This two-day symposium is being organised by the Scottish Society
of the History of Medicine, in association with the British Society for
the History of Medicine and the History Society of the Royal Society
of Medicine. The aim is to explore the development of anatomy
teaching from the earliest times to the present day.
Presentations will cover the ways in which anatomical knowledge has
been acquired, portrayed and taught. We will examine the evolution
of techniques used in the teaching of anatomy through the ages and
its relevance not only to surgery and medicine, but also to art and
society in general.
The programme includes keynote lectures, invited speakers and short
papers. We welcome short papers from a range of perspectives
including historical, social, cultural and modern innovations.
IHR Study Day
Discover research collections at this free one-day event designed for history students, researchers and writers, run by the Institute of Historical Research:
- Plan your next research project
- Meet specialist librarians & archivists
- Hear from historical organisations
- Talk to publishers
- Build your network
The day includes a history fair showcasing over 50 libraries, archives and other historical organisations, offering one on-one advice on your research.
Book now at www.history.ac.uk/historyday
19 November 2019, 10:00am – 4:00pm
Beveridge Hall, Ground Floor, Senate House, Malet Street, London WC1E 7HU
020 7862 8740
This symposium will explore diverse womb-related developments from the past, present and future, investigating important ethical and socio-legal questions emerging from new and future technologies.
Historically, the womb has featured in medical, social and legal debates about women. A functioning womb saved a woman from the ‘curse’ of barrenness, but also was often blamed for women’s erratic behaviour and used to deny women many opportunities and legal rights. What can we learn from women’s ‘hystories’? Today, attempts are repeatedly made to police pregnancy, interfering with women’s rights on the grounds of fetal health, as the womb is treated as a conflict zone for public health. The womb also is a focus of reproductive futures. Until recently, pregnancy was only possible for a woman born with a healthy womb, but science is facilitating exciting possibilities for gestation such as artificial wombs. Will the womb become a non-binary reproductive organ?
These and other exciting questions will be addressed through three diverse sessions, each encompassing two or three prepared talks followed by a panel discussion.
9.30 – 10: Arrival and Coffee
10 – 10.15: Welcome and Introductions
10.15 – 12: Reflecting on women’s hystories: ‘wandering wombs’ in science and society (Session 1)
12 – 12.30: Coffee Break
12.30 – 2.15: Exploring reproductive autonomy: the womb and evolving attitudes, rights and responsibilities (Session 2)
2.15 – 3: Lunch
3 – 4.30: Speculating about reproductive futures: partial ectogenesis and de-gendering reproduction (Session 3)
4.30 – 5: Close
5 – 6: Wine Reception
Session 1: Professor Margaret Brazier (University of Manchester), Dr Sarah Fox (University of Manchester) and Caroline Henaghan (University of Manchester)
Session 2: Professor Stephen Wilkinson (Lancaster University), Dr Nicola Williams (Lancaster University) and Dunja Begovic (University of Manchester)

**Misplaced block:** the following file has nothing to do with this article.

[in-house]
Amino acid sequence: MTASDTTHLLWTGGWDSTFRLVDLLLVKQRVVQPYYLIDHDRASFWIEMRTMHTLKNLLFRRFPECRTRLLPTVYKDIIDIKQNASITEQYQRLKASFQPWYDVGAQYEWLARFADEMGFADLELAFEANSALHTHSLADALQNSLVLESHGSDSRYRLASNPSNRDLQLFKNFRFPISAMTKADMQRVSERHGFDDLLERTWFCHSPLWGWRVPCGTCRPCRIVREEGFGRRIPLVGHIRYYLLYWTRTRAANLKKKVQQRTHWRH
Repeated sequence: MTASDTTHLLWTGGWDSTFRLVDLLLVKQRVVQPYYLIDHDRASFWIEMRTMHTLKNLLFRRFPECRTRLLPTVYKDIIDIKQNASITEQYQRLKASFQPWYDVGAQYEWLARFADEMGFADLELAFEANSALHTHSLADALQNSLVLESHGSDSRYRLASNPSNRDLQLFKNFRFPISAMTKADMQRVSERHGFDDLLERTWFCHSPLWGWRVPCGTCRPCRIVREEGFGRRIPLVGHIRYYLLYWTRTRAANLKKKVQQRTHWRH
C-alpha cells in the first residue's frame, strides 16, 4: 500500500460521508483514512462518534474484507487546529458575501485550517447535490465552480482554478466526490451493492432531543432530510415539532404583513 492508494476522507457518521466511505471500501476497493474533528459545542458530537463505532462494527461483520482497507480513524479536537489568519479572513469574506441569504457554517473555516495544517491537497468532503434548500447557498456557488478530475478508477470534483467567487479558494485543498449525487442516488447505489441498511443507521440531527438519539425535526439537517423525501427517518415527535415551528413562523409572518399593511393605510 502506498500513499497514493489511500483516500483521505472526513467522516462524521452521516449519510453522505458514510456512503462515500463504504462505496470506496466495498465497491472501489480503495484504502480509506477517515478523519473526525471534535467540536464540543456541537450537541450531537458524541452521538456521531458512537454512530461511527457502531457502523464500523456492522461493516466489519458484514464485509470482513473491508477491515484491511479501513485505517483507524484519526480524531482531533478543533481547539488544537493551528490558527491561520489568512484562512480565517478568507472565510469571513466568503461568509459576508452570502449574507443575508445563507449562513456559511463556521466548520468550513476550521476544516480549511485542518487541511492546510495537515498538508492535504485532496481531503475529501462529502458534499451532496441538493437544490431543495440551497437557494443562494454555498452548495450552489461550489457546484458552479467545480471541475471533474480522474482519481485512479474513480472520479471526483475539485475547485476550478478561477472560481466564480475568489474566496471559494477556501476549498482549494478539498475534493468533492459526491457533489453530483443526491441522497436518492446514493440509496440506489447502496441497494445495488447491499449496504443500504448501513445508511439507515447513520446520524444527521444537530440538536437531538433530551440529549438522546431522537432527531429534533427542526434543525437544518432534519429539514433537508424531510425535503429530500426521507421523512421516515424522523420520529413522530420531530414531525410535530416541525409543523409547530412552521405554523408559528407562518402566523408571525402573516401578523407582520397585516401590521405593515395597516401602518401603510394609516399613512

Session 3: Professor Emily Jackson (London School of Economics) and Elizabeth Chloe Romanis (University of Manchester)
Dr Amel Alghrani (University of Liverpool), Professor Rebecca Bennett (University of Manchester), Professor Susan Bewley (King’s College London), Catherine Bowden (University of Manchester), Professor Emma Cave (Durham University), Dr Alexandra Mullock (University of Manchester), Laura O’Donovan (Lancaster University)
Mon, 4 November 2019 09:30 – 17:00 GMT
The University of Manchester Oxford Road Manchester M13 9PL
Admission free – register via Eventbrite
Instruments of Change exhibition
The University of Manchester has a long history of medical research, teaching and breakthroughs. Instruments of Change highlights Manchester innovations and how the University has helped to shape patient care.
Instruments of Change showcases objects from the Beswick Collection at the Museum of Medicine and Health, stored here on campus in the Stopford Building.
The Museum of Medicine and Health is a collection of historical medical instruments and equipment which form part of the University Collections at The University of Manchester.
Objects are accessed by staff and students for teaching and learning and for use in public events.
Further information can be found in the Instruments of Change FAQ document.
The exhibition is in the entrance to the Stopford Building (number 79 on the campus map).
It’s free to visit and open Monday to Friday 9 am to 5 pm.
NHS at 70
The exhibition is part of NHS at 70, a University of Manchester-led national project supported by the National Lottery’s Heritage Lottery Fund (HLF). It collects stories and memorabilia from people who worked in and were cared for by the NHS since its creation in 1948.
All the stories and memorabilia collected will form part of the first Digital Archive for NHS history. Listen to the stories featured in this exhibition and discover more, including sharing your own story at nhs70.org.uk/stories/IOC.
The BSHM Congress is held on alternate years at venues throughout the UK. In 2019 the Congress will be held at the M Shed in Bristol and will run from Wednesday 11th September to Saturday 14th September 2019.
The Congress is open to all.
The Congress has four main themes: –
– History of Medicine at Sea
– History of Medicine in the West of Britain
– History of Health Care Education
– History of Mental Illness and Mental Disability